Business Perspectives

Think of smartphone users when designing website

As an Internet marketing specialist, "How do I get more visitors to my website?" is the No. 1 question I get asked.

While there are several factors to consider, you can start with a clear understanding of who your target market is and how they search for your products and services. With the recent surge in smartphone sales, it's vital to recognize how consumers are using this new technology to search for you and how it can affect your bottom line.

According to ComScore, more than 45 million people in the U.S. owned smartphones in 2010. By the end of this year, it's predicted that more than 60 percent of mobile phone users will be using them.

A smartphone is essentially a mini-computer integrated with a mobile phone. More and more users are now surfing the Internet with their Internet-enabled mobile phones, rather than desktop computer. Since this likely includes your prospects and clients, have you considered how your business will connect with these customers where they live online?

A good place to start is to view your business's website on a smartphone. Do you have to constantly zoom in and out, or scroll up, down, left and right to get where you want to go? People have short attention spans; they likely won't stay on your website long if they're frustrated with the experience or can't view your content.

If your business website is totally built in Flash, or featuring major elements in Flash, then the millions of iPhone and iPad users can't see your flash content. That's right — those glitzy graphics won't show up as anything but a big blank space in your slice of cyberspace.

There are solutions. As more and more smartphones are integrated into our everyday use, you should consider designing a complete mobile version of your website with the mobile user experience in mind. This will ensure that the navigation, font size, content layout and graphics are optimized for the small screen sizes.

Beyond just creating a complete mobile version of your website, you can have your website developer add programming code to automatically detect the type of device being used, so Flash is replaced with the proper graphics on the fly. This may or may not be in your web designer's repertoire. If it's not, find someone skilled in this area.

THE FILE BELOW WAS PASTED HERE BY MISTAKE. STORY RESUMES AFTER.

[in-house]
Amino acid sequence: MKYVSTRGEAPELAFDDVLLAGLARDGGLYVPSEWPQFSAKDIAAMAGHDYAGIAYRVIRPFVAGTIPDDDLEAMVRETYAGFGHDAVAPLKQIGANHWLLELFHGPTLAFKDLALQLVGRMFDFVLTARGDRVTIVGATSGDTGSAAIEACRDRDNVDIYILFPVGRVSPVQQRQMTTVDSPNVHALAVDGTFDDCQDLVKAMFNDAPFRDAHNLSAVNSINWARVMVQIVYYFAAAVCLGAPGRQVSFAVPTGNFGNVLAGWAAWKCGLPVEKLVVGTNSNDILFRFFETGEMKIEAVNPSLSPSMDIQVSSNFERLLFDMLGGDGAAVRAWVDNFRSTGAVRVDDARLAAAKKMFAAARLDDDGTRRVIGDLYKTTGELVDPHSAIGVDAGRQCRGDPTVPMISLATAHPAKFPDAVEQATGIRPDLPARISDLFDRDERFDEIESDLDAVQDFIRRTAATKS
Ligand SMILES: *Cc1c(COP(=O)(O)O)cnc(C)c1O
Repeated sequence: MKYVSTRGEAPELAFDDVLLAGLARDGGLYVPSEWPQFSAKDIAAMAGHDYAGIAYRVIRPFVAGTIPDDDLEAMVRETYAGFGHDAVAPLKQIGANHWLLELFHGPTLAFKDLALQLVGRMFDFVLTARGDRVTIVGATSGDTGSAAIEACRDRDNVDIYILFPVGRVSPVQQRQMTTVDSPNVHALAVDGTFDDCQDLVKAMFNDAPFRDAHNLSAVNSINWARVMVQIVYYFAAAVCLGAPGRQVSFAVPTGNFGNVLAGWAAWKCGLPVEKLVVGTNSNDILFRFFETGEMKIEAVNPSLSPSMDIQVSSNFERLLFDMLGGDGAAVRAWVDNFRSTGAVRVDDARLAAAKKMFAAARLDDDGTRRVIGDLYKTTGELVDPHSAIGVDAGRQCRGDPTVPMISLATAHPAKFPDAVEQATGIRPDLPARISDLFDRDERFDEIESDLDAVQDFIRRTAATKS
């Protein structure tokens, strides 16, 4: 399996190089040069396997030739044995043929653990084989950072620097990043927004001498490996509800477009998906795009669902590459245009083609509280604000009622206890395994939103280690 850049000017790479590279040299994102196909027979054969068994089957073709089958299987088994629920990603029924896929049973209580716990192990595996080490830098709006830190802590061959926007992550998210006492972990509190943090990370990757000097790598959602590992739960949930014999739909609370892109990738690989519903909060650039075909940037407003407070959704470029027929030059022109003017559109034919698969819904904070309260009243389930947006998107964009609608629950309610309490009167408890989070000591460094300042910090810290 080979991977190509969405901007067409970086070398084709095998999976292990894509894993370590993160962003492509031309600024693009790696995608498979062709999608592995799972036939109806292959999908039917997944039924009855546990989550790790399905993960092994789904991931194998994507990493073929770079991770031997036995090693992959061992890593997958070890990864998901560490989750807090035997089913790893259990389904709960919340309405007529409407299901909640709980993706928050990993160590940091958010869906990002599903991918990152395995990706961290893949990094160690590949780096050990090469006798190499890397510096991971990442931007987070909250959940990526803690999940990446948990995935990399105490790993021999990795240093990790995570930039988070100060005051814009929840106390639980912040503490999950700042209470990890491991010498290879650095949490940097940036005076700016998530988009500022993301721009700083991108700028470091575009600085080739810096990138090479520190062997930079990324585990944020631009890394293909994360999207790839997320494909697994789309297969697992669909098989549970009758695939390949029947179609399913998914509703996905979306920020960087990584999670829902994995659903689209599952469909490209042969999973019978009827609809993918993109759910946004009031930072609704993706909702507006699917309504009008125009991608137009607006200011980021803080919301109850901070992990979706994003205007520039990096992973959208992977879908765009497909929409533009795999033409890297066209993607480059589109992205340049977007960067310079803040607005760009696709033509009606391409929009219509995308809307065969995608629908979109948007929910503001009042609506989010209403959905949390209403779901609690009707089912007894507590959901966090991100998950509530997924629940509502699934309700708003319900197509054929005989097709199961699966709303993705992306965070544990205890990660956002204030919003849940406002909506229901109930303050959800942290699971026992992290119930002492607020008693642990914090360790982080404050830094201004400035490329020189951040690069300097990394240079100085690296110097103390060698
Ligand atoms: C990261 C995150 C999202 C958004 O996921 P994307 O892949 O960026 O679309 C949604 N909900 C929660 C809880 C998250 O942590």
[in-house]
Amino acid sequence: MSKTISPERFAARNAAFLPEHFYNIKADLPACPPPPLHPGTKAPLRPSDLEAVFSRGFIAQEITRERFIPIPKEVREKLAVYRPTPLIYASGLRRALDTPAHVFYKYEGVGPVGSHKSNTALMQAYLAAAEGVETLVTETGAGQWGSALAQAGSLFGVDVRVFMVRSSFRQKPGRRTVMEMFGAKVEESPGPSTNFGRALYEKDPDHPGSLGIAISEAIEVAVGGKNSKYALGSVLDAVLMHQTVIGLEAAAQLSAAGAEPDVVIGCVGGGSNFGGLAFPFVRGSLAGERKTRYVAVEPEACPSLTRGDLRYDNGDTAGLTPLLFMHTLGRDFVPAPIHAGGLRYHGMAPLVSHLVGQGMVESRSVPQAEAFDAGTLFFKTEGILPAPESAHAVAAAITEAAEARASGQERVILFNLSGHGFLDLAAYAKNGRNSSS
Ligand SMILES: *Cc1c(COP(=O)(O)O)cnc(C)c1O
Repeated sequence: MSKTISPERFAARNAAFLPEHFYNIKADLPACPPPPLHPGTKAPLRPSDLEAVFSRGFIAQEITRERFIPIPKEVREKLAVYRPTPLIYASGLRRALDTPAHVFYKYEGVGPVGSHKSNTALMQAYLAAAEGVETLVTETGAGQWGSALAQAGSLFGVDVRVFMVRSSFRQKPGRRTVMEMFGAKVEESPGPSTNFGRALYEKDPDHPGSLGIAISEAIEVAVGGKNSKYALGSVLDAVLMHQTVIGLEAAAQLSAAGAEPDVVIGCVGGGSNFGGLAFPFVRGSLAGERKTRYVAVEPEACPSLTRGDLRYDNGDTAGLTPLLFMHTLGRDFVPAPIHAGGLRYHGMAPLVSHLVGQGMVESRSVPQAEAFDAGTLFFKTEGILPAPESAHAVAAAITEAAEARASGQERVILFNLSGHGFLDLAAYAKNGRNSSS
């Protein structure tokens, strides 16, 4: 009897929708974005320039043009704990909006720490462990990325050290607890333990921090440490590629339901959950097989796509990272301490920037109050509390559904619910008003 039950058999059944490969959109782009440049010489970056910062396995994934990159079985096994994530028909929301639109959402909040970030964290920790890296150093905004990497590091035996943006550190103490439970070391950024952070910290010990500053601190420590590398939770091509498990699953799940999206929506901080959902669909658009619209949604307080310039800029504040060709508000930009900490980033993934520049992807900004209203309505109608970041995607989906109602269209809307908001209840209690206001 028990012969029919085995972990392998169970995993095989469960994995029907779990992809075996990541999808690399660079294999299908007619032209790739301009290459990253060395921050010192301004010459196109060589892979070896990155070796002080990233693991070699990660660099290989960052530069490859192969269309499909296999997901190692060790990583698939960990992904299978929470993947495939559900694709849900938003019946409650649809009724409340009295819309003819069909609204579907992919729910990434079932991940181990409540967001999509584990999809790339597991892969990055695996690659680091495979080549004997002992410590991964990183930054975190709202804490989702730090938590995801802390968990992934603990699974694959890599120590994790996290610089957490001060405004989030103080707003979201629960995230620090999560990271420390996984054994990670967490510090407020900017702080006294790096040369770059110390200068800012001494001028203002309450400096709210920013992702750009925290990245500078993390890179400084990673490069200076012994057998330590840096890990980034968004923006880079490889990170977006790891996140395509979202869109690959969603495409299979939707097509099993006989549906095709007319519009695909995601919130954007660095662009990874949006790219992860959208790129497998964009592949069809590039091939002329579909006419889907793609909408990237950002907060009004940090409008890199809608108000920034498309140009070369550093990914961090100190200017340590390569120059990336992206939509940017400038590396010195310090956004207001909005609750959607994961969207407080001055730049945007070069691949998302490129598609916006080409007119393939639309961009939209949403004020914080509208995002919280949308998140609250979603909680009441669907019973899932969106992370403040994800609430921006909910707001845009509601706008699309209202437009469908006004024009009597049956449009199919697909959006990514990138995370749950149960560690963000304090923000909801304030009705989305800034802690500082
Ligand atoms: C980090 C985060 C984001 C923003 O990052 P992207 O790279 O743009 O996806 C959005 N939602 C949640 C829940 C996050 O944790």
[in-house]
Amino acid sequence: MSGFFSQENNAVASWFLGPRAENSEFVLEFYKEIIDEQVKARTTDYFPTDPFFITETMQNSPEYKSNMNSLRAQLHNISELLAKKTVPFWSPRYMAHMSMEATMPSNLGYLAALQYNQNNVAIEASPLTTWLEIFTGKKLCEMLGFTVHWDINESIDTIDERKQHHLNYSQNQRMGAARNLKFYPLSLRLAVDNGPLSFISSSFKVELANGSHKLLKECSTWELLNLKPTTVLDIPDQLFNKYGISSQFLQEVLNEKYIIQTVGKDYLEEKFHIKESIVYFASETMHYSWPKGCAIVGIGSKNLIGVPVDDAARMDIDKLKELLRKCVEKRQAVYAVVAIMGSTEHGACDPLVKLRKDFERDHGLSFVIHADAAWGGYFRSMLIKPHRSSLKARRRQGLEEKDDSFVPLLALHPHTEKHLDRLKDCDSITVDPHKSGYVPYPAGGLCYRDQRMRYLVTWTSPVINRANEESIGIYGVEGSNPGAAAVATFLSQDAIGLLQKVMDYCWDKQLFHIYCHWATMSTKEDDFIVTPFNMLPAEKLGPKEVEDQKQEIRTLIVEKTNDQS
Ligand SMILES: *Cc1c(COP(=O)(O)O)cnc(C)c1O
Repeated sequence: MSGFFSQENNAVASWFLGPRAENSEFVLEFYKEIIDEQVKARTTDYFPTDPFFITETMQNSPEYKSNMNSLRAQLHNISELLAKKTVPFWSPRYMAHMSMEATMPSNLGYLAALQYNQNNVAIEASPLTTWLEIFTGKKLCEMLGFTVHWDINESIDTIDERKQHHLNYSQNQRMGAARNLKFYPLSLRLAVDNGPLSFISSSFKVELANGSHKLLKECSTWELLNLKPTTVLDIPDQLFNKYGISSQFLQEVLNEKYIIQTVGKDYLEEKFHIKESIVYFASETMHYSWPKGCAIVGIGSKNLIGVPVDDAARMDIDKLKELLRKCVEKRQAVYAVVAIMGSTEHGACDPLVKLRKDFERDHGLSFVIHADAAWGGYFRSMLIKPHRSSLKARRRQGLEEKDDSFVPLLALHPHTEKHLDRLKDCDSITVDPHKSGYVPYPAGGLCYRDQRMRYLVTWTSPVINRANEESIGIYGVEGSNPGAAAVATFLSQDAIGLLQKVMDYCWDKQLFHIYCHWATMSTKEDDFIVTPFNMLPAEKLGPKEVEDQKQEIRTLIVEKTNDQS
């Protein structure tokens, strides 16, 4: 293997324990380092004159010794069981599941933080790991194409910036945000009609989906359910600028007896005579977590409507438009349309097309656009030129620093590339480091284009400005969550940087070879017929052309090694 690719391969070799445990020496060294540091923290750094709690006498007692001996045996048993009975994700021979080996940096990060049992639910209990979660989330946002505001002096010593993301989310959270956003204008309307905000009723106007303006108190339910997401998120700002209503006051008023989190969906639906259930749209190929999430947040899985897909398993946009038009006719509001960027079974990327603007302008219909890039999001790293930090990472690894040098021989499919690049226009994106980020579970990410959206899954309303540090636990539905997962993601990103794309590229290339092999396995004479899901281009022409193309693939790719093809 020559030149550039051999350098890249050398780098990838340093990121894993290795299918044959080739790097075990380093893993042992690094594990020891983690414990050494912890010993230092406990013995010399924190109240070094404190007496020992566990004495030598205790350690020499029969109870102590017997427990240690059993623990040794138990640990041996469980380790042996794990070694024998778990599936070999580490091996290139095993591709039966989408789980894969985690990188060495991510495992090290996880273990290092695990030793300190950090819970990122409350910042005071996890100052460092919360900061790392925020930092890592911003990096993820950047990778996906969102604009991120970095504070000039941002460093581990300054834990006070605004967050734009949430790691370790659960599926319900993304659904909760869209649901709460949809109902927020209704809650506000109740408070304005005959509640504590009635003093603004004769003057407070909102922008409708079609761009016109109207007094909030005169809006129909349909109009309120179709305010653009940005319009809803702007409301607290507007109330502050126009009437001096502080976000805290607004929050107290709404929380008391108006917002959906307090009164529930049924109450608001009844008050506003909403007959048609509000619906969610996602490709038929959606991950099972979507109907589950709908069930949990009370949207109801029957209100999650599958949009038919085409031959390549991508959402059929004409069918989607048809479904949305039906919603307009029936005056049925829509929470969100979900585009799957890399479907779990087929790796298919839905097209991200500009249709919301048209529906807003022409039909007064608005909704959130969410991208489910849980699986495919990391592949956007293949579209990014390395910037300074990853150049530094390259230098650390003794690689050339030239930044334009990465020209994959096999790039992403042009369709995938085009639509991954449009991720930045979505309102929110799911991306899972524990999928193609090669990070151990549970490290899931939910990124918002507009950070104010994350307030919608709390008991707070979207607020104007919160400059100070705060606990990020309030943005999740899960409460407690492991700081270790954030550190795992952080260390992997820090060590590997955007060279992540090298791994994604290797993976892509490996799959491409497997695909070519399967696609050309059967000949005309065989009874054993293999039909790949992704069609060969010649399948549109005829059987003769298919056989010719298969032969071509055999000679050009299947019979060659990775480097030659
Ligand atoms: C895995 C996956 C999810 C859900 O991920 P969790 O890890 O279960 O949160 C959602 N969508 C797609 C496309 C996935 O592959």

Don't get overwhelmed with the idea of a mobile version. It's just selecting which content you think is most important for the mobile user and using it in the mobile version. You can have links from the mobile version to the full HTML site for those users who prefer that version. Determine what's most likely to convert online traffic into paying customers and make this a top priority.

While the design specifications may be technical, don't forget that the ultimate creation of any website should come from a marketing and communications viewpoint. The dilemma with this is that many Web designers are not marketers and may not understand your target market like you do. Take an active role in the vision and outcome to ensure your website speaks to the user with the appropriate marketing message.

Start by viewing a variety of websites on a smartphone. Take note of what you like or don't like and what elements make the experience positive or negative. Implement these ideas for your own mobile version of your website and you'll be on your way to making your brand as mobile as your customer.

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